GV4G1 Half Unit
Applied Quantitative Methods for Political Science
This information is for the 2020/21 session.
Prof Valentino Larcinese
This course is available on the MRes/PhD in Political Science and MSc in Political Science and Political Economy. This course is available with permission as an outside option to students on other programmes where regulations permit.
This course is capped at 2 groups. The deadline for applications is 17:00 on Tuesday 29 September 2020. You will be informed of the outcome by 17:00 on Wednesday 30 September 2020.
All MSc students from the Department of Government are welcome to apply for this course.
A good knowledge of statistics and of the generalized linear model at the level of MY452.
This course provides an introduction to current empirical research in political science with a focus on methods for causal inference. The 2 hours weekly meetings consist of a mix of lectures and tutorials.The lectures will present the techniques and illustrate their applications by making extensive use of the most up-to-date empirical literature. The tutorials will give feedback on formative work and will provide an opportunity to learn how to apply the methods with the statistical software Stata. After reviewing the rationale for simple OLS estimation, particularly focussing on the conditions for a causal interpretation of the coefficients, the course will cover instrumental variables, panel data, differences-in-differences, regression discontinuity and several applications to political science. Students will be stimulated to think in experimental terms and the main theme will be how to replicate or get close to the experimental ideal of natural sciences by using non-experimental observational data.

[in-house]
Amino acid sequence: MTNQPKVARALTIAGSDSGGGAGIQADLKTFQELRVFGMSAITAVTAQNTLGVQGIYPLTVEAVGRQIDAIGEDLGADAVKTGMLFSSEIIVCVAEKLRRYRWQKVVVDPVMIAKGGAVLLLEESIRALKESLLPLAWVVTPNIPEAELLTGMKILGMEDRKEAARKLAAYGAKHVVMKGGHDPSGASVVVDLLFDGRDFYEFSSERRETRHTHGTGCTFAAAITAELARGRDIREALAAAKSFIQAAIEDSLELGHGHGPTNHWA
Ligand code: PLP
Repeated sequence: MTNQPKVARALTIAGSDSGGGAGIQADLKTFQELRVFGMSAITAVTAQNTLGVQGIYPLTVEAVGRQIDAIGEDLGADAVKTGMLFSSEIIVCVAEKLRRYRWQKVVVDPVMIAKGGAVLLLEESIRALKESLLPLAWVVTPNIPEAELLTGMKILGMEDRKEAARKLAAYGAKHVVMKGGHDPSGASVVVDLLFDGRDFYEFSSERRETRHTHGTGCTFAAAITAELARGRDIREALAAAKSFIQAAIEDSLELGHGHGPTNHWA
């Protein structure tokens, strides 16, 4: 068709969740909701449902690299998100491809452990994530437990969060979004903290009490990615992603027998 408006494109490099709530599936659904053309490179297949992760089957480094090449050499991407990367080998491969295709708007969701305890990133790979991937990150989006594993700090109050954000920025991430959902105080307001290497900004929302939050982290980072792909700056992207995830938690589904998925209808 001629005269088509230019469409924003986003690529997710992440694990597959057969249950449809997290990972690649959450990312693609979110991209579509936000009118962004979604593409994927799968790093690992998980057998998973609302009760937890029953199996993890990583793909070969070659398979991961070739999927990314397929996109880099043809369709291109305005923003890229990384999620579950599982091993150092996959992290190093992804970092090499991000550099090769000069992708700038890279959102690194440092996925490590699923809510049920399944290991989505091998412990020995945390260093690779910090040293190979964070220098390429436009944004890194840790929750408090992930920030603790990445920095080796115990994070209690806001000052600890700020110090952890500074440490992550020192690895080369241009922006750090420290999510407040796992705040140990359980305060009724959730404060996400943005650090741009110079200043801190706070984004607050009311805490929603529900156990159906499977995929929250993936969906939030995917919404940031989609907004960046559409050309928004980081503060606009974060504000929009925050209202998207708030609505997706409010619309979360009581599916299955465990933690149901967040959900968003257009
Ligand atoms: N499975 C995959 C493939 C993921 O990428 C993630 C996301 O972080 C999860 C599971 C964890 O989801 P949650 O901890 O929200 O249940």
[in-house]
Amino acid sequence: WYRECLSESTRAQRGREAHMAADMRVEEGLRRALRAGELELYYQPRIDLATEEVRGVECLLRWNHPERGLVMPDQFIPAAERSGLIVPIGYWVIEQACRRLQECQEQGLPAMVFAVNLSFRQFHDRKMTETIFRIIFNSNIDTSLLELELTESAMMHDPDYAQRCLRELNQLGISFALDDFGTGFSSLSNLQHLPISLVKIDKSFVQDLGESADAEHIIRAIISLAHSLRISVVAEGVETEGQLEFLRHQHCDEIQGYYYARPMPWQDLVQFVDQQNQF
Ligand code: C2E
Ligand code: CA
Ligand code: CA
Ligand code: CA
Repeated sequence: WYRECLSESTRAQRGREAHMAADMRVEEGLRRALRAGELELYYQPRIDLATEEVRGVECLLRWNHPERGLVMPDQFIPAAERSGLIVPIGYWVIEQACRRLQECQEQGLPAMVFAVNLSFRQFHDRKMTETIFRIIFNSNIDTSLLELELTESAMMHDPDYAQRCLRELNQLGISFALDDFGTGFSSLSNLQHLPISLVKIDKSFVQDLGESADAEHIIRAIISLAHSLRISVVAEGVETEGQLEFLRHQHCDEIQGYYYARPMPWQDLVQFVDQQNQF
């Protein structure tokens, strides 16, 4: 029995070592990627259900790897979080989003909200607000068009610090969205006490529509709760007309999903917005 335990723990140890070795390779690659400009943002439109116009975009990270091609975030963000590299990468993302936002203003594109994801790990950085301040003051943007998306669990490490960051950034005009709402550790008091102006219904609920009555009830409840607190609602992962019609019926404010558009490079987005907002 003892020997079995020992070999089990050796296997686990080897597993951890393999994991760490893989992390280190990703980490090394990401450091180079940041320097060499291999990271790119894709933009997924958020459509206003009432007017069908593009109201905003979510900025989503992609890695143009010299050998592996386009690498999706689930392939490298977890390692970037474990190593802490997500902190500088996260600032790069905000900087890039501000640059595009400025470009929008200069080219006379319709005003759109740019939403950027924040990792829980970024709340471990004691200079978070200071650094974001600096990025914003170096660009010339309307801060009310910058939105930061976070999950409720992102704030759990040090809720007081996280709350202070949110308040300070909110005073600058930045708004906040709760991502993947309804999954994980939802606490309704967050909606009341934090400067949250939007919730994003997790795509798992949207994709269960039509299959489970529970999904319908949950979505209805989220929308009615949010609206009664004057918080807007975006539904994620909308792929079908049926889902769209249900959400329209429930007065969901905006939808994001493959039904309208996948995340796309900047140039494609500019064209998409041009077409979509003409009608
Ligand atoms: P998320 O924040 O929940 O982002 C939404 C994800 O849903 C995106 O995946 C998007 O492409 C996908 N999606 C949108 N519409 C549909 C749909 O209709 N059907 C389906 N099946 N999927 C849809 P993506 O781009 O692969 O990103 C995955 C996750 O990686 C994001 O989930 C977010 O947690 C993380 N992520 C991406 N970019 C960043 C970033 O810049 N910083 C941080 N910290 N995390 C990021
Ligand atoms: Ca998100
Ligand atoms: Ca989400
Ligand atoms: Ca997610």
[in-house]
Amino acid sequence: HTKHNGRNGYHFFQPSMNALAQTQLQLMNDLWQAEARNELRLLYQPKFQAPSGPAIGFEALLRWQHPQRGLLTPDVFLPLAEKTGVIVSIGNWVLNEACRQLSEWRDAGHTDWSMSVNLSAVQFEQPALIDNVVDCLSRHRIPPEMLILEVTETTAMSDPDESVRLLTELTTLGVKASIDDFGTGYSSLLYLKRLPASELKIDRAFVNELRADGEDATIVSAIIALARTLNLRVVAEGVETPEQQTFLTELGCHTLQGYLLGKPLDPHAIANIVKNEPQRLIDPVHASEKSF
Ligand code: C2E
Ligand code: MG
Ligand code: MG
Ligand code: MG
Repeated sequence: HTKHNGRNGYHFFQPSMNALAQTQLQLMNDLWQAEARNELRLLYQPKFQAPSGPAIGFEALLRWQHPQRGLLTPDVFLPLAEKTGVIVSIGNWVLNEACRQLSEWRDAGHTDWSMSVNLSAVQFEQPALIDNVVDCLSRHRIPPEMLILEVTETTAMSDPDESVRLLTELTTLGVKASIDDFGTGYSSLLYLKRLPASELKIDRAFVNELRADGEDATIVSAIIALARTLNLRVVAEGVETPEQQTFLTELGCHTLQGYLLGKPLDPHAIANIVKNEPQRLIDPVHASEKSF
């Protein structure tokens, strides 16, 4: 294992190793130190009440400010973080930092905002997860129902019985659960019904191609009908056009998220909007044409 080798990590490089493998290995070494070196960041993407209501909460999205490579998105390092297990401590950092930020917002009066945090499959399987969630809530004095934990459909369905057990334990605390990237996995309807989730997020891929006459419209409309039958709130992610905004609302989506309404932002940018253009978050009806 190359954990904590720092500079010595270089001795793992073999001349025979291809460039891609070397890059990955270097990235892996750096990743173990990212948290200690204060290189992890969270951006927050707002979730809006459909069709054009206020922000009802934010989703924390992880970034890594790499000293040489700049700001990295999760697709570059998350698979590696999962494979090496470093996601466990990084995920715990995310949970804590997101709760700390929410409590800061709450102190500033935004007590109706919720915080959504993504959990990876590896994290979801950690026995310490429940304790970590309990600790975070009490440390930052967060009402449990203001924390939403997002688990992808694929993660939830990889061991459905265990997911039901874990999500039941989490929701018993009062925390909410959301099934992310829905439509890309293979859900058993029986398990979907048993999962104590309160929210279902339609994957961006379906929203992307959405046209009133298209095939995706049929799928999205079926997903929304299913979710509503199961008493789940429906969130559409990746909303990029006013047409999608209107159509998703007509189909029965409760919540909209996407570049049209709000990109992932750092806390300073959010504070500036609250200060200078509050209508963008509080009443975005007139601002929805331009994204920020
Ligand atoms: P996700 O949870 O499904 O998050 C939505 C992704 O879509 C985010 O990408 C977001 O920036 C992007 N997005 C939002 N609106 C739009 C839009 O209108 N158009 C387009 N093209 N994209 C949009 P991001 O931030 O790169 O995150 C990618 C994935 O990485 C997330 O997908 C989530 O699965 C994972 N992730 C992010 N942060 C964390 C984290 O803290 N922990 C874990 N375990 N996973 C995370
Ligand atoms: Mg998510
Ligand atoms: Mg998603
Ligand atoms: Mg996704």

This course is delivered through a minimum of 20 hours of lectures and tutorials in the Lent Term. Some or all of this teaching will be delivered through a combination of online and on-campus lectures and tutorials. There will be a reading week in Week 6 of Lent Term.
There will be two pieces of formative work to be submitted to the lecturer.
Most readings will be journal articles. The main references for the methods will be:
Thad Dunning: Natural experiments in the social sciences, Cambridge University Press 2012
Angrist & Pischke: Mostly Harmless Econometrics, Princeton University Press 2009.
Stock & Watson: Introduction to Econometrics, Pearson 2007 (Second edition)
Exam (50%, duration: 2 hours) in the summer exam period.
Group Project (40%) of max 5000 words to be submitted by first week of ST.
Presentation on the project (10%) to be delivered by each group in week 11 of LT.
Student performance results
(2016/17 - 2018/19 combined)
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Important information in response to COVID-19
Please note that during 2020/21 academic year some variation to teaching and learning activities may be required to respond to changes in public health advice and/or to account for the situation of students in attendance on campus and those studying online during the early part of the academic year. For assessment, this may involve changes to mode of delivery and/or the format or weighting of assessments. Changes will only be made if required and students will be notified about any changes to teaching or assessment plans at the earliest opportunity.
Total students 2019/20: 13
Average class size 2019/20: Unavailable
Controlled access 2019/20: No
Value: Half Unit